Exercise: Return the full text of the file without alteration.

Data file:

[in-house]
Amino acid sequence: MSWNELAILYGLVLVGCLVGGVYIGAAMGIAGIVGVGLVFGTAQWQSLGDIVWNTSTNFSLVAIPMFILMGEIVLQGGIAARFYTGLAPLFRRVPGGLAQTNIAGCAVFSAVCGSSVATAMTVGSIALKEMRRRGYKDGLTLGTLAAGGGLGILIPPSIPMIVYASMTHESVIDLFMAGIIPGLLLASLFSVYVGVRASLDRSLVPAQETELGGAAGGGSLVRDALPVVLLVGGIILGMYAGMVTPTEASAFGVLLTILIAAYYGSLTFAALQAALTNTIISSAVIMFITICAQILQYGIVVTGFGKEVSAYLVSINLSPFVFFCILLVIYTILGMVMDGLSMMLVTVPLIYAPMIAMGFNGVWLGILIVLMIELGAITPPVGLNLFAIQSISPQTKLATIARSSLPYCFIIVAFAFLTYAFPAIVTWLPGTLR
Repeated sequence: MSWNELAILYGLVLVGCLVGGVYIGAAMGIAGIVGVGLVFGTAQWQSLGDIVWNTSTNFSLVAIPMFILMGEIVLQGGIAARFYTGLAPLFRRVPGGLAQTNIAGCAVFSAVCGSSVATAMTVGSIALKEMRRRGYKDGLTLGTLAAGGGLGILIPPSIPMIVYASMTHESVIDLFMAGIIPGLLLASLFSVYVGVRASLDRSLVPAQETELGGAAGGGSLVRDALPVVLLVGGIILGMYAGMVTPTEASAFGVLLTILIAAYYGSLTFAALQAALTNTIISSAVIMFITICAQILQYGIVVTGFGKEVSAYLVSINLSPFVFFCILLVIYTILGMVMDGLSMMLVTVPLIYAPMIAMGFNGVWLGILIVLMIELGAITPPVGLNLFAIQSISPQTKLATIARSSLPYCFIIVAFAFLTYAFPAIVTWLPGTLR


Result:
[in-house]
Amino acid sequence: MSWNELAILYGLVLVGCLVGGVYIGAAMGIAGIVGVGLVFGTAQWQSLGDIVWNTSTNFSLVAIPMFILMGEIVLQGGIAARFYTGLAPLFRRVPGGLAQTNIAGCAVFSAVCGSSVATAMTVGSIALKEMRRRGYKDGLTLGTLAAGGGLGILIPPSIPMIVYASMTHESVIDLFMAGIIPGLLLASLFSVYVGVRASLDRSLVPAQETELGGAAGGGSLVRDALPVVLLVGGIILGMYAGMVTPTEASAFGVLLTILIAAYYGSLTFAALQAALTNTIISSAVIMFITICAQILQYGIVVTGFGKEVSAYLVSINLSPFVFFCILLVIYTILGMVMDGLSMMLVTVPLIYAPMIAMGFNGVWLGILIVLMIELGAITPPVGLNLFAIQSISPQTKLATIARSSLPYCFIIVAFAFLTYAFPAIVTWLPGTLR
Repeated sequence: MSWNELAILYGLVLVGCLVGGVYIGAAMGIAGIVGVGLVFGTAQWQSLGDIVWNTSTNFSLVAIPMFILMGEIVLQGGIAARFYTGLAPLFRRVPGGLAQTNIAGCAVFSAVCGSSVATAMTVGSIALKEMRRRGYKDGLTLGTLAAGGGLGILIPPSIPMIVYASMTHESVIDLFMAGIIPGLLLASLFSVYVGVRASLDRSLVPAQETELGGAAGGGSLVRDALPVVLLVGGIILGMYAGMVTPTEASAFGVLLTILIAAYYGSLTFAALQAALTNTIISSAVIMFITICAQILQYGIVVTGFGKEVSAYLVSINLSPFVFFCILLVIYTILGMVMDGLSMMLVTVPLIYAPMIAMGFNGVWLGILIVLMIELGAITPPVGLNLFAIQSISPQTKLATIARSSLPYCFIIVAFAFLTYAFPAIVTWLPGTLR